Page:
Britain has around 8,300 troops in Afghanistan, largely battling Taliban fighters in Helmand.

US marines launched the Helmand offensive with violence at its worst levels since the Taliban were ousted in 2001 for refusing to hand over al-Qaeda leaders behind the September 11 attacks on the United States.

Helmand is also the source of most of Afghanistan's opium crop, the world's largest, which finances the Taliban.

Gun battle

Elsewhere in Afghanistan, a gun battle in the eastern province of Nuristan has killed at least six police officers and 21 suspected Taliban fighters, a senior official said on Wednesday.

The fighting erupted on Tuesday when the fighters attacked government buildings in Nuristan's Barg Matal district.

Eight Afghan policemen were also seized by the Taliban fighters.

Jamaluddin Badar, the Nuristan governor, appealed for help as gun fight showed no signs of abating.

"The fighting is continuing right now and we urgently need reinforcements. Eight of our police have been captured," Badar said.

Lurking dangers

Increasing violence is making Afghanistan riskier for journalists.

In depth

Cornered by the Taliban in Helmand province

Al Jazeera's Zeina Khodr narrated the dangers she faced while returning from a visit to Helmand.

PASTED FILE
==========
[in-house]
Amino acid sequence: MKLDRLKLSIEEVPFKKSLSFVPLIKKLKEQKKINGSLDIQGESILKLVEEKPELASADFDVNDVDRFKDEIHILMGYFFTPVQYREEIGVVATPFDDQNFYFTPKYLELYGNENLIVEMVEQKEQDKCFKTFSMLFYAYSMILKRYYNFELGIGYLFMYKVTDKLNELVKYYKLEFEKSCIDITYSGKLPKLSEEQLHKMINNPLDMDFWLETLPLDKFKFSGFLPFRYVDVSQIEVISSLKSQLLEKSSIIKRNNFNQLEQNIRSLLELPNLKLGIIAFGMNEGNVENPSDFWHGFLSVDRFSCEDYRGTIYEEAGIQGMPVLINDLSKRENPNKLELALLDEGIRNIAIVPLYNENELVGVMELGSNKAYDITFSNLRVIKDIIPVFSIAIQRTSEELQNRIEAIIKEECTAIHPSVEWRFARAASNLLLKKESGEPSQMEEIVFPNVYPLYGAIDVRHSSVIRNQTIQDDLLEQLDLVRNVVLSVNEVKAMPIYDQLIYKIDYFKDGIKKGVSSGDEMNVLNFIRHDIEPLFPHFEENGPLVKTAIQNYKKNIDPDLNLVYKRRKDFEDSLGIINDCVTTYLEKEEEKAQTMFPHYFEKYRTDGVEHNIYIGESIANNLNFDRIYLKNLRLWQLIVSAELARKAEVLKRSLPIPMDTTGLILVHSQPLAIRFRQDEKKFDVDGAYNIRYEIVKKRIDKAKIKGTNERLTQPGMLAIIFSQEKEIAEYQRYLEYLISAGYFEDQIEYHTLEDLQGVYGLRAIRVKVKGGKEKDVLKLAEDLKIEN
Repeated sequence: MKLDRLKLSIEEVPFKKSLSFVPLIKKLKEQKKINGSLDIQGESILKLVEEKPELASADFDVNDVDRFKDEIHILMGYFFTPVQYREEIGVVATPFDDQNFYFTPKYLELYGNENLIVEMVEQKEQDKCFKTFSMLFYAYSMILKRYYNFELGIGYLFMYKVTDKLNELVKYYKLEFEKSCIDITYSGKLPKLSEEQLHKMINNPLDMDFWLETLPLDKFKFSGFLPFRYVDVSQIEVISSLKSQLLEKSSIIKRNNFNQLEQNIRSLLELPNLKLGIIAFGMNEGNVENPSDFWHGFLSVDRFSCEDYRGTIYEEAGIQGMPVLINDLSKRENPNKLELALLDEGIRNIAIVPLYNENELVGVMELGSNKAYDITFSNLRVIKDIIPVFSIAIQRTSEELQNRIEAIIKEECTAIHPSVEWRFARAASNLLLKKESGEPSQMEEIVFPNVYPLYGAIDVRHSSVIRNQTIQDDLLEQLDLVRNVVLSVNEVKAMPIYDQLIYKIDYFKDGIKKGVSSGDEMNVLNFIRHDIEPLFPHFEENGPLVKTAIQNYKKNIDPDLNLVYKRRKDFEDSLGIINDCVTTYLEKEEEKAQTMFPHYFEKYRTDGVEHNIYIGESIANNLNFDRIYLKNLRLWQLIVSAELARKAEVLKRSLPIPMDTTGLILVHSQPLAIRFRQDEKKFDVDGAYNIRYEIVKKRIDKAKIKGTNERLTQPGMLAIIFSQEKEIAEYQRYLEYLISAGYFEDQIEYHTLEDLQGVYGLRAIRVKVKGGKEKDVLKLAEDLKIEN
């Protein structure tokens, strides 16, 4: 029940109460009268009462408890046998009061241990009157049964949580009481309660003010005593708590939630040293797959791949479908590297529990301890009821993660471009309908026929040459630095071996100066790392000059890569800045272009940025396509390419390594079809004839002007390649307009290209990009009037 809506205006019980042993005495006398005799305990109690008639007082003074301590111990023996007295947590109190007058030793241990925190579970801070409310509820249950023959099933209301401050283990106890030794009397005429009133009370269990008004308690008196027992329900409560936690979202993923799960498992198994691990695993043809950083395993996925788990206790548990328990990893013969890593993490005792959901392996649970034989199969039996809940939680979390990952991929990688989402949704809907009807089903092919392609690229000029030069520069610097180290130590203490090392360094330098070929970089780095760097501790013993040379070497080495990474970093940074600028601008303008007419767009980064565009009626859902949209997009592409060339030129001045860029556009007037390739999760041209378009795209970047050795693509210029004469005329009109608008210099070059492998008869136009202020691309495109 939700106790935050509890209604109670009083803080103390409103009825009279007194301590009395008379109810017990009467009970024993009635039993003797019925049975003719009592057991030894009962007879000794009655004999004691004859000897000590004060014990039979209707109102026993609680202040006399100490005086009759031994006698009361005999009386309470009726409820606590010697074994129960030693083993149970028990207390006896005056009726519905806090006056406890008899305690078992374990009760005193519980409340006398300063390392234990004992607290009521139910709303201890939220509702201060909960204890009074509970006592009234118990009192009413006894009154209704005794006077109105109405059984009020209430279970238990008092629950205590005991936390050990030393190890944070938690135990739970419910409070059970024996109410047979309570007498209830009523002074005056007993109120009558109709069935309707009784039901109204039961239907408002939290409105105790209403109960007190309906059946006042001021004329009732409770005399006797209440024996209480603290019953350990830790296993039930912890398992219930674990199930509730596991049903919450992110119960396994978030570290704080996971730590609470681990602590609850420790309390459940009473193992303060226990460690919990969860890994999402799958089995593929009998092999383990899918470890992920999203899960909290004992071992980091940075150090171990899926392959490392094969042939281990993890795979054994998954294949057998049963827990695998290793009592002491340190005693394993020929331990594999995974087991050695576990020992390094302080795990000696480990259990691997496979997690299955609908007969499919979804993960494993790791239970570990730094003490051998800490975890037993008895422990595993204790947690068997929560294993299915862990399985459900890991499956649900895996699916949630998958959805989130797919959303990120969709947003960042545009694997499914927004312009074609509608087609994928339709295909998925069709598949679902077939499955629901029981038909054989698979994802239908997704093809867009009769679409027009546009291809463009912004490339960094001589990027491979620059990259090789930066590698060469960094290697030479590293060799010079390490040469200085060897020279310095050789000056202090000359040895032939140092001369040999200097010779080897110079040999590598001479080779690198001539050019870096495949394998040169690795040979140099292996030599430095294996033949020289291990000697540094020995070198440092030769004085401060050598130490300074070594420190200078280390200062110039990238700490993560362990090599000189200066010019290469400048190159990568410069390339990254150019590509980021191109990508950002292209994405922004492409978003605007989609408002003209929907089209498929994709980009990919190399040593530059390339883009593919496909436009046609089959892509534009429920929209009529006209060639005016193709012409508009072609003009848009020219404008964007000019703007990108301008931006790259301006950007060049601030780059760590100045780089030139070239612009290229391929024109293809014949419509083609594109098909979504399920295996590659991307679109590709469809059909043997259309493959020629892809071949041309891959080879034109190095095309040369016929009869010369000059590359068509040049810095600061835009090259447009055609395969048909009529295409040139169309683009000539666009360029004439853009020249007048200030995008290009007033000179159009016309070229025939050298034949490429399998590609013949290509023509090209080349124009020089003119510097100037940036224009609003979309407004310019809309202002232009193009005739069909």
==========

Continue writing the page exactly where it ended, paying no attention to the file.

"We drove 15km from Lashkar Gah, the provincial capital of Helmand, and we couldn't continue further because a bridge was destroyed by the Taliban. We had two options, either go back or use the dirt road, which means travelling through Taliban controlled villages.

"So we drove on for a few hundred metres and saw the Taliban setting up a checkpoint and we were stuck in the middle between a destroyed bridge and the checkpoint," she said.

"Then we saw the Taliban up in the hills surrounding the whole area, which they say was part of their operation in response to the US-led offensive against their strongholds in the south.

"While we were stuck, we made a number of phone calls both to the governor of Helmand and the police commander. They had promised to send a convoy of security service to help us leave the area, but it took them a long time because they had to advance slowly because the Taliban laid siege to the whole area," she said.

Kohdr said: "We couldn't wait long and we saw a convoy of civilian cars and decided to drive with them along a dirt road and after approximately five km, we saw the Afghan security convoy on their way to help us leave the area, so it shows you how the Taliban are really everywhere."